Travel Tips

from: Trip

Q: My husband and I will be taking a cruise with our 2-year-old daughter. We want to have dinner at the ship’s adults-only restaurant, so we need to use the cruise line’s in-cabin babysitting service. Should I tip the sitter on top of the fixed hourly rate? And what will she do after my daughter goes to sleep? Our sitter at home watches TV in our living room, but we’ll be in a tiny inside cabin, and my daughter’s bed will be close to the TV.

A: Check with your cruise line, but in my experience on Royal Caribbean, we paid the sitter’s hourly fee in cash and just added the tip to that. I’d give her a few dollars extra per hour– more if you have more than one kid.

Our sitter was watching TV on low volume and had a dim light on when we returned, and our kids were fast asleep. They’re not particularly light sleepers, but even in your daughter’s case, I wouldn’t expect the sitter to just hang out in the dark. For one thing, that sounds like a potential safety issue—those inside cabins get pitch black with the lights off. And besides, you’ll need some sort of light when you come in. If you’re concerned, why not have the sitter put your daughter to sleep in your bed, so she’s a little farther away from the TV or the light? Then you can transfer her to her bunk when you go to bed.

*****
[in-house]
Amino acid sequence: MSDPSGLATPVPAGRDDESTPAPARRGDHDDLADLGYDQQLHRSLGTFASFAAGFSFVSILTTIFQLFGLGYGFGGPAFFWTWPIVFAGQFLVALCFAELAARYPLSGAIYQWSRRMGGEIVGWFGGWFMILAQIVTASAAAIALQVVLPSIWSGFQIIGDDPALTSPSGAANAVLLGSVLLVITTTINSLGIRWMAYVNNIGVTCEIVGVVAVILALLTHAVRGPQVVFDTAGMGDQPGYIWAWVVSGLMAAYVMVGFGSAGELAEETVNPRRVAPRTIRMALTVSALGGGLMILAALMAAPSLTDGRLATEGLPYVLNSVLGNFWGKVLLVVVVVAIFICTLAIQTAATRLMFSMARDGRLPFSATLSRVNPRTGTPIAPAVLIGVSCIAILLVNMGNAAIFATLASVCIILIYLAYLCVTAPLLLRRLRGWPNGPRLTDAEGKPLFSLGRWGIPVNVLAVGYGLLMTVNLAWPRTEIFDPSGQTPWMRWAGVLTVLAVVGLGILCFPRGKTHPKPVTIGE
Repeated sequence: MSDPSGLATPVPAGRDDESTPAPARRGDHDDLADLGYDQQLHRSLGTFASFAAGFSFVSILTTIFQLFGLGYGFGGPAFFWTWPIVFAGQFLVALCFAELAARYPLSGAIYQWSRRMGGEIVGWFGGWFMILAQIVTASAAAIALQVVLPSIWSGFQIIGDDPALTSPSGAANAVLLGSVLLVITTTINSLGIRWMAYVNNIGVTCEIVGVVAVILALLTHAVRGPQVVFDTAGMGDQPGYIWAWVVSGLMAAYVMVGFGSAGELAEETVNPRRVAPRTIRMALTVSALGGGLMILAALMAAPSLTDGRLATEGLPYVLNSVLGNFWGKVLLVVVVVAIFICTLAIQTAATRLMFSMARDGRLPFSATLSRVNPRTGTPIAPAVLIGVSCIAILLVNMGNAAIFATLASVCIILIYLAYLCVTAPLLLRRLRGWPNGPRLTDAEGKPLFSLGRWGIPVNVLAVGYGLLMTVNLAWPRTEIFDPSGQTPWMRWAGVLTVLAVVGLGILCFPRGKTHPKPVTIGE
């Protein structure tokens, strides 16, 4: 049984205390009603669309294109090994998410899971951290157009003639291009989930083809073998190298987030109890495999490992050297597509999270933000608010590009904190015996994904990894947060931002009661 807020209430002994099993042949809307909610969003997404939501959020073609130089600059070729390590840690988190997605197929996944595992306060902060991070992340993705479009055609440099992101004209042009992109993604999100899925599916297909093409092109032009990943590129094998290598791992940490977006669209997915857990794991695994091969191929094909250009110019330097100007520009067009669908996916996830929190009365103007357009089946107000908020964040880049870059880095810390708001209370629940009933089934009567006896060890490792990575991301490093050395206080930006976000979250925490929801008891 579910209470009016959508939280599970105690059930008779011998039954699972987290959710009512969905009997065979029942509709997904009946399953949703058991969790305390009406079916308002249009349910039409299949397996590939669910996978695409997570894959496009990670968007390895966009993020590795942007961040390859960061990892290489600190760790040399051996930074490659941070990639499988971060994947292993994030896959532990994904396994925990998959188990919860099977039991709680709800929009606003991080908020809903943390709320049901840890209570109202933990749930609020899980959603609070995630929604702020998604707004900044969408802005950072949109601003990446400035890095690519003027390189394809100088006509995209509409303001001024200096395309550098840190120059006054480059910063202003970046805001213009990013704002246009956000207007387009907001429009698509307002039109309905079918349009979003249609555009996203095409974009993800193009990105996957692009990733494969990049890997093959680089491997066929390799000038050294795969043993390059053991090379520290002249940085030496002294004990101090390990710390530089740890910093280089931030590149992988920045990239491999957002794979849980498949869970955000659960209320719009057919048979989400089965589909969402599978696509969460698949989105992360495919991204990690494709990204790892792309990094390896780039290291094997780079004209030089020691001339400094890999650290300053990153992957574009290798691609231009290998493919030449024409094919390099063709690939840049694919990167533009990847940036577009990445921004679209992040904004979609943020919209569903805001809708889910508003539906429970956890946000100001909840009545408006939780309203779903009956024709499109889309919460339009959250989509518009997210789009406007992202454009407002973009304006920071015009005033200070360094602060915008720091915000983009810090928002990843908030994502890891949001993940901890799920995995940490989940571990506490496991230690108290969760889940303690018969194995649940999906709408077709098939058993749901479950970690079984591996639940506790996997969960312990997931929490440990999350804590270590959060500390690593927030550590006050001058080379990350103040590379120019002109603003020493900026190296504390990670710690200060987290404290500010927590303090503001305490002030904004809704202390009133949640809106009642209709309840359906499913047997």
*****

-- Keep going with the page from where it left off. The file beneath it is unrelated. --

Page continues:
Q: Would it be rude to use walkie-talkies on our family vacation in Europe? We bought them for a cruise we took last year, and they were fantastic… but then again, lots of other families had them. I’ve never seen anyone wandering through London or Paris using a walkie-talkie and don’t want to offend anybody!

A: It’s more than rude—in many countries, it’s illegal to use walkie-talkies you bought in the U.S. Different countries have different rules about how you can communicate over the radio, and the walkie-talkies you bought here may be on a frequency you’re not allowed to use abroad. I’d buy a couple of cheap, pay-as-you-go cell phones when you arrive and use those to stay in touch.
Q: On intercontinental flights, I just want to sleep. I don’t understand why they do such a late dinner service. Can I tell a flight attendant not to wake me up?

A: Sure, as long as you’re nice about it. But intercontinental flights are generally on big planes with several flight attendants, so you might not talk to the one who’ll be pushing the food cart. A better option would be to leave a note on your tray table saying, “Thanks for letting me sleep through meal service.” I’ve even heard of people pinning a note like this to their blanket. It might look a little odd, but you’ll get your sleep

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